News Tech: Killnet, according to Newsweek, also threatened to divulge the employee data it claimed to have acquired from Lockheed Martin.
A pro-Russian organisation known as Killnet specialises in DoS and DDoS attacks. It is believed to have been established in March 2022, and its main goal is to exact revenge on Russia’s alleged adversaries. It is thought to be behind assaults with political motivation in the Czech Republic, Italy, Lithuania, Latvia, Romania, Moldova, and the Czech Republic.
Lockheed Martin has not commented on the alleged attack beyond informing Newsweek that it is “aware of the reports” and “has policies and procedures in place to mitigate cyber threats to our business.” The company also stated that it “remains confident in the integrity of our robust, multi-layered information systems and data security.”
A pro-Russian organisation known as Killnet specialises in DoS and DDoS attacks. It is believed to have been established in March 2022, and its main goal is to exact revenge on Russia’s alleged adversaries. In addition to Eurovision 2022, it is suspected of being behind politically motivated assaults in Romania, Moldova, the Czech Republic, Italy, Lithuania, Norway, and Latvia.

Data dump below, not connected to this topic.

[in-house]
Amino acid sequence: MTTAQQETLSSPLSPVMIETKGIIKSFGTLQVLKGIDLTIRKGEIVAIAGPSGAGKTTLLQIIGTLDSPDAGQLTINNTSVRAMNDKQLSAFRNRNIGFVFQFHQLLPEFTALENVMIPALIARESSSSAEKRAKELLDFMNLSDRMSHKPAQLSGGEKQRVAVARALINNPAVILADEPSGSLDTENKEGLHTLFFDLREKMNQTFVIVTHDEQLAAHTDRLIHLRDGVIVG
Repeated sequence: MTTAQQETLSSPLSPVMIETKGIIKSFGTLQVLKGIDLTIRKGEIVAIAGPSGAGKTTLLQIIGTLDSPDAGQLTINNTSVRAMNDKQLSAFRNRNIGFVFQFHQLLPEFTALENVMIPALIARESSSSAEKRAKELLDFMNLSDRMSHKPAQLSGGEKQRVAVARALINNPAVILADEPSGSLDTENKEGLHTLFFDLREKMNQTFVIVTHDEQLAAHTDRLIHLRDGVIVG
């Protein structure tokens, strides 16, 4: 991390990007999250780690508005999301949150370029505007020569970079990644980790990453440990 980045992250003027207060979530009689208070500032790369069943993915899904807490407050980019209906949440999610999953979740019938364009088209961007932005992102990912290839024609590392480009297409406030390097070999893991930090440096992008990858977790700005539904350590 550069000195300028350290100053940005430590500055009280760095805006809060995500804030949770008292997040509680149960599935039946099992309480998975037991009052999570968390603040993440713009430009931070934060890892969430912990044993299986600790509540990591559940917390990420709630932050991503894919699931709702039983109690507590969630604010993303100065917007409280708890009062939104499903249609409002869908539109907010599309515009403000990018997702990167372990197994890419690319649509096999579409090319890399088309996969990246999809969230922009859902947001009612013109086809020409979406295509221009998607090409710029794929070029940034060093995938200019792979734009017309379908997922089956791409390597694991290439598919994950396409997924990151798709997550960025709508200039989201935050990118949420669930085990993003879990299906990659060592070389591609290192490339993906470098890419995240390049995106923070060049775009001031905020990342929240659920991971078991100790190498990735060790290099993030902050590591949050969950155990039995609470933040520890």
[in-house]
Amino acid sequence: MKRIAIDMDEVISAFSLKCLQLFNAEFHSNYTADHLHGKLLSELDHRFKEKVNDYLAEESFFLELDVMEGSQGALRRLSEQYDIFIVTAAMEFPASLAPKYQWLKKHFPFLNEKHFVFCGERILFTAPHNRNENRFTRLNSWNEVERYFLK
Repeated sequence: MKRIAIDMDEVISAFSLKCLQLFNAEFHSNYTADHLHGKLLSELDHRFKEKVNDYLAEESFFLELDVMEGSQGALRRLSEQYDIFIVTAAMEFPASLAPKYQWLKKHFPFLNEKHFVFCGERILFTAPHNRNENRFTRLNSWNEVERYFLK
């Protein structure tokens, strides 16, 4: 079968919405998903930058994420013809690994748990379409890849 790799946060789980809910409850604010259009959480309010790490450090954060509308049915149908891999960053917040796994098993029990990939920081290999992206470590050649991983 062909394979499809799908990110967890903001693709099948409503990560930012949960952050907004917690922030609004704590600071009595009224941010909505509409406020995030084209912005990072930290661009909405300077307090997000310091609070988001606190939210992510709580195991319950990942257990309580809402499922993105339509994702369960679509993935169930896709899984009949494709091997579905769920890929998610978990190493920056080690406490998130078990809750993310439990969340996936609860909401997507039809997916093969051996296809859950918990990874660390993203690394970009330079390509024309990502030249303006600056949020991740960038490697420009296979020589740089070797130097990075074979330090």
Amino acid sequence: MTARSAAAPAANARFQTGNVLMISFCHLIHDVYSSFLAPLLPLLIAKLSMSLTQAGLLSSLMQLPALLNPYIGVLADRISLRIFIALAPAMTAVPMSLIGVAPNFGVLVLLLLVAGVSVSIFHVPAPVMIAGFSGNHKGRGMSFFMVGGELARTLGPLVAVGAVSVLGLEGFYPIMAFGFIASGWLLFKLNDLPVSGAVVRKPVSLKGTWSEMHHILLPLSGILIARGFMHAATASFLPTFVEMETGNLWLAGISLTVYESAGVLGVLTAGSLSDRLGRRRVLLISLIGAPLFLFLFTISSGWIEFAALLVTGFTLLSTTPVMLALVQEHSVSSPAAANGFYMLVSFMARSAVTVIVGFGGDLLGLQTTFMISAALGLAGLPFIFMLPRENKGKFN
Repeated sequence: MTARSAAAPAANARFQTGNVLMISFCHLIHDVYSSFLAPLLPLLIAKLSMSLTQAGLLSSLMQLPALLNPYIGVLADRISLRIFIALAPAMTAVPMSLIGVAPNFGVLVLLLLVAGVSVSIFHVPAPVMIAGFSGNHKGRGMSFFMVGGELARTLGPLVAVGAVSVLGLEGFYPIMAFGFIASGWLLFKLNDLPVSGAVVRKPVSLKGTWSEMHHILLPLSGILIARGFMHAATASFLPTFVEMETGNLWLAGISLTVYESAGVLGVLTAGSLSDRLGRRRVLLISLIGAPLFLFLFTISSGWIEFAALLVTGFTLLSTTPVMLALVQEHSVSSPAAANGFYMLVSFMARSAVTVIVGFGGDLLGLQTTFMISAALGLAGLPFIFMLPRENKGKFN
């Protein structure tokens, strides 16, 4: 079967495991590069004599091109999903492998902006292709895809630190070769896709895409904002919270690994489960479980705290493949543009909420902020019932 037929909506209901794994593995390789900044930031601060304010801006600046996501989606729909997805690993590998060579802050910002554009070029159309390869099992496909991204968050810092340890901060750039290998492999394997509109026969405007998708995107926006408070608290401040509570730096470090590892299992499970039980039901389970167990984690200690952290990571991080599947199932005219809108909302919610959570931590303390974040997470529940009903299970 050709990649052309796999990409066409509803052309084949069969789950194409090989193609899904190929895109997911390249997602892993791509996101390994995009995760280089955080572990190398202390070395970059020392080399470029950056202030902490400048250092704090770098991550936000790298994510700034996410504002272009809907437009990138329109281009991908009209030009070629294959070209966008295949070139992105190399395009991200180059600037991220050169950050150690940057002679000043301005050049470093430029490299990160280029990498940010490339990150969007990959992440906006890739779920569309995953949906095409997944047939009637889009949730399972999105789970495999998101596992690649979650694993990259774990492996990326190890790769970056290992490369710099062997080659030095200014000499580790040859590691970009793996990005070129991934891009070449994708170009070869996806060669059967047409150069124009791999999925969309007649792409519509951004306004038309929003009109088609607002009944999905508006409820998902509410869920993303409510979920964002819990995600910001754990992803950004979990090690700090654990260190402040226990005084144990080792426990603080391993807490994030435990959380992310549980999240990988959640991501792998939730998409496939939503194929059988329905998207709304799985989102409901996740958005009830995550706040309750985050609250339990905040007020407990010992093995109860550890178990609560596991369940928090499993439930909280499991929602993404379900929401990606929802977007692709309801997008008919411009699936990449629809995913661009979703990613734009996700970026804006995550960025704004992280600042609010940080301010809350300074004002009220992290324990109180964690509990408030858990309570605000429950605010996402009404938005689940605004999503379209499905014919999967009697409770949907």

An analyst for threat intelligence at Searchlight Security named Louise Ferrett has watched the video. “What looks to be Lockheed Martin employee names, email addresses, and phone numbers, with photographs of persons – presumably the employees – overlay,” she claimed, was included in it.
Additionally, Killnet posted two spreadsheets with the following message: “For those with nothing to do, you can email Lockheed Martin Terrorists – images and videos of the results of their produced weaponry! Let them understand their contributions and what they produce. Ferret, though, is not persuaded. Cross-referencing a sample of the data revealed that they appeared to be or had been actual Lockheed personnel, but she said that this did not prove that the organisation had been compromised. To weaken the corporation and frighten its employees, for instance, this could be a rehash of outdated or open source material.
On the one hand, Lockheed Martin hasn’t mentioned an attack or a breach at all. But neither way that shows anything. However, Killnet has not presented indisputable proof of data exfiltration, which once more is irrelevant. Without a response from Lockheed Martin or evidence from Killnet, it is more likely that this was a pro-Russian hacking group’s publicity stunt than a successful assault on Lockheed Martin. SecurityWeek has contacted the HIMARS manufacturer regarding the most recent claims made by Killnet, and we will include any comments we get.
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